Evaluating the power of the causal impact method in observational studies of HCV treatment as prevention

Pantelis Samartsidis, Natasha Martin, Victor De Gruttola, Frank de Vocht , Sharon Hutchinson, Judith J. Lok, Amy Puenpatom, Rui Wang, Matt Hickman, Daniela De Angelis

Research output: Contribution to journalArticle (Academic Journal)peer-review


The causal impact method (CIM) was recently introduced for evaluation of binary interventions using observational time-series data. The CIM is appealing for practical use as it can adjust for temporal trends and account for the potential of unobserved confounding. However, the method was initially developed for applications involving large datasets and hence its potential in small epidemiological studies is still unclear. Further, the effects that measurement error can have on the performance of the CIM have not been studied yet.

Motivated by an existing dataset of HCV surveillance in the UK, we perform simulation experiments to investigate the effect of several characteristics of the data on the performance of the CIM. Further, we quantify the effects of measurement error on the performance of the CIM and extend the method to deal with this problem.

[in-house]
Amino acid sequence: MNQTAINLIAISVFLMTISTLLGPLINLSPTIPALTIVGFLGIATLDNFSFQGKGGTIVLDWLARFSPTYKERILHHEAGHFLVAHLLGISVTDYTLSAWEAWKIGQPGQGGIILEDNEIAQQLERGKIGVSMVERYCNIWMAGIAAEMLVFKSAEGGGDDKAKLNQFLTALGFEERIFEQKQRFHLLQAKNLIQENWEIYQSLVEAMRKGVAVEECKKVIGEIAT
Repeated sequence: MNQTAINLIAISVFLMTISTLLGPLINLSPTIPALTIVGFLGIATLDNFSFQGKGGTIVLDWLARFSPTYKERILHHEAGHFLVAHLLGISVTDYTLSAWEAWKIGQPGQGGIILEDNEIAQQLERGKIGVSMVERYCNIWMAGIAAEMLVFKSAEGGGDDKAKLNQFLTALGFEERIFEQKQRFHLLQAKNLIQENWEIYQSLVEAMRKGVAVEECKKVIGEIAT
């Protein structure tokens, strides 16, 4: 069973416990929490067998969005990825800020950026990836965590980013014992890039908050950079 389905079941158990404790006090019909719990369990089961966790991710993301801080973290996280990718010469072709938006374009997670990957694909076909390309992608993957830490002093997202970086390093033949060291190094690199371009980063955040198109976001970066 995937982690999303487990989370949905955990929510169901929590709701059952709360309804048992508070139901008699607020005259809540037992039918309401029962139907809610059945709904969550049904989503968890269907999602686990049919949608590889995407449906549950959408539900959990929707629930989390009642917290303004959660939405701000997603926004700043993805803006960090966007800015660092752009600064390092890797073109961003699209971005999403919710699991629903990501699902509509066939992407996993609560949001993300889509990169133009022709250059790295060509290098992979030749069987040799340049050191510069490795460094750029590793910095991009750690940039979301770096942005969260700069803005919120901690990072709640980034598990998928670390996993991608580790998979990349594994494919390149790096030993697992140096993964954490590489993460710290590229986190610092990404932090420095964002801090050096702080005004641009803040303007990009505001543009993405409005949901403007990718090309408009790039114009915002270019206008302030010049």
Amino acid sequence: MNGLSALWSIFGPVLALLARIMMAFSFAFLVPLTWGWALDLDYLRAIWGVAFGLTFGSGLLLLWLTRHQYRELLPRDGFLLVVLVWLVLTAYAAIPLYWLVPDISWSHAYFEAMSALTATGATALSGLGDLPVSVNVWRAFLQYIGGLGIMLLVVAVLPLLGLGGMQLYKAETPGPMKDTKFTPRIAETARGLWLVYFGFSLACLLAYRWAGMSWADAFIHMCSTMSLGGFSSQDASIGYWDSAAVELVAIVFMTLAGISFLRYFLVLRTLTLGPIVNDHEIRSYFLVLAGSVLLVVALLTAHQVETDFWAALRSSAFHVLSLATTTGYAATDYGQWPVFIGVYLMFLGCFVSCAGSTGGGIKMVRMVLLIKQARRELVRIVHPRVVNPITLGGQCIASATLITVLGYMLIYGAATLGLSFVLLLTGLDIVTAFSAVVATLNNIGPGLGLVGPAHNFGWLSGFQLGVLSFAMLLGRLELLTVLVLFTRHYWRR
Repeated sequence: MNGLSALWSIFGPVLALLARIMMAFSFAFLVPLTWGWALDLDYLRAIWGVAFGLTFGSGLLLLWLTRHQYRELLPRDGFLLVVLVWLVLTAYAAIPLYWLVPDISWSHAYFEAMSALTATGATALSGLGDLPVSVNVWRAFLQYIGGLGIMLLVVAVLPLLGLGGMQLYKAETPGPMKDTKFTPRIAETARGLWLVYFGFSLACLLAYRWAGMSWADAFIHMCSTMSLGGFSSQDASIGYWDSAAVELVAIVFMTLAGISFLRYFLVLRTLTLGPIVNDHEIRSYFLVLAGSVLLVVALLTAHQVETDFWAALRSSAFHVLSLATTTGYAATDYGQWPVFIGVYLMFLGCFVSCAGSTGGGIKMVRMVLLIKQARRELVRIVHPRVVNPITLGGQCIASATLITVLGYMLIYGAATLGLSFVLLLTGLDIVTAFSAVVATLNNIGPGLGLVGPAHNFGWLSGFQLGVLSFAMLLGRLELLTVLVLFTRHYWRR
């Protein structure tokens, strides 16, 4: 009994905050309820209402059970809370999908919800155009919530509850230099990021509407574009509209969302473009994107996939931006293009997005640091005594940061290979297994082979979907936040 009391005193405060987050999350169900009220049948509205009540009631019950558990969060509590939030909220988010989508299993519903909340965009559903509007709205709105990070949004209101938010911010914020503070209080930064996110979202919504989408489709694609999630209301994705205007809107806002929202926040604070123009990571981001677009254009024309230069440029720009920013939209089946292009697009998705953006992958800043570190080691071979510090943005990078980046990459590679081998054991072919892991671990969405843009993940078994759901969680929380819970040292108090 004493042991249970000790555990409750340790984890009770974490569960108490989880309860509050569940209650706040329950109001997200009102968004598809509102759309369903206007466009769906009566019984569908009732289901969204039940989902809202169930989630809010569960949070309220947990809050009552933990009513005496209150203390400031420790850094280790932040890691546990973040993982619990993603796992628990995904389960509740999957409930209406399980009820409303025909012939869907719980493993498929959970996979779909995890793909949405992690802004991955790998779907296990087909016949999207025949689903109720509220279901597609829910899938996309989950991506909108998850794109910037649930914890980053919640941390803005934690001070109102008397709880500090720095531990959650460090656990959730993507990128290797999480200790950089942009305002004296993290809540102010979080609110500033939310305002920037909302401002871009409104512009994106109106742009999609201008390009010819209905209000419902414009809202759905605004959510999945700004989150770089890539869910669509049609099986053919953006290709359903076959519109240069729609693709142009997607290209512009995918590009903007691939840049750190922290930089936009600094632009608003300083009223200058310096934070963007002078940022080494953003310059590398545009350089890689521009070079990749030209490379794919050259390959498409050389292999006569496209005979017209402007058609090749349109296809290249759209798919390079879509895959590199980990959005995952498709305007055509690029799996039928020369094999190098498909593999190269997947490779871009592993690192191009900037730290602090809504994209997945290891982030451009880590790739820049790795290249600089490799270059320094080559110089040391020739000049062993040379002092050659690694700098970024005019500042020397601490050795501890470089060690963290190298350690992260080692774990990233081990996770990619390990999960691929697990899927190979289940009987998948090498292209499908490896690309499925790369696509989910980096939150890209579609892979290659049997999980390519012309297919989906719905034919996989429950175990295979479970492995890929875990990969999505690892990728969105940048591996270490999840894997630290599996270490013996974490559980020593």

We identify multiple characteristics of the data that affect the ability of the CIM to detect an intervention effect including the length of time-series, the variability of the outcome and the degree of correlation between the outcome of the treated unit and the outcomes of controls. We show that measurement error can introduce biases in the estimated intervention effects and heavily reduce the power of the CIM. Using an extended CIM, some of these adverse effects can be mitigated.
Conclusions: The CIM can provide satisfactory power in public health interventions. The method may provide misleading results in the presence of measurement error.
Original languageEnglish
JournalStatistical Communications in Infectious Diseases
Publication statusAccepted/In press - 15 Feb 2021

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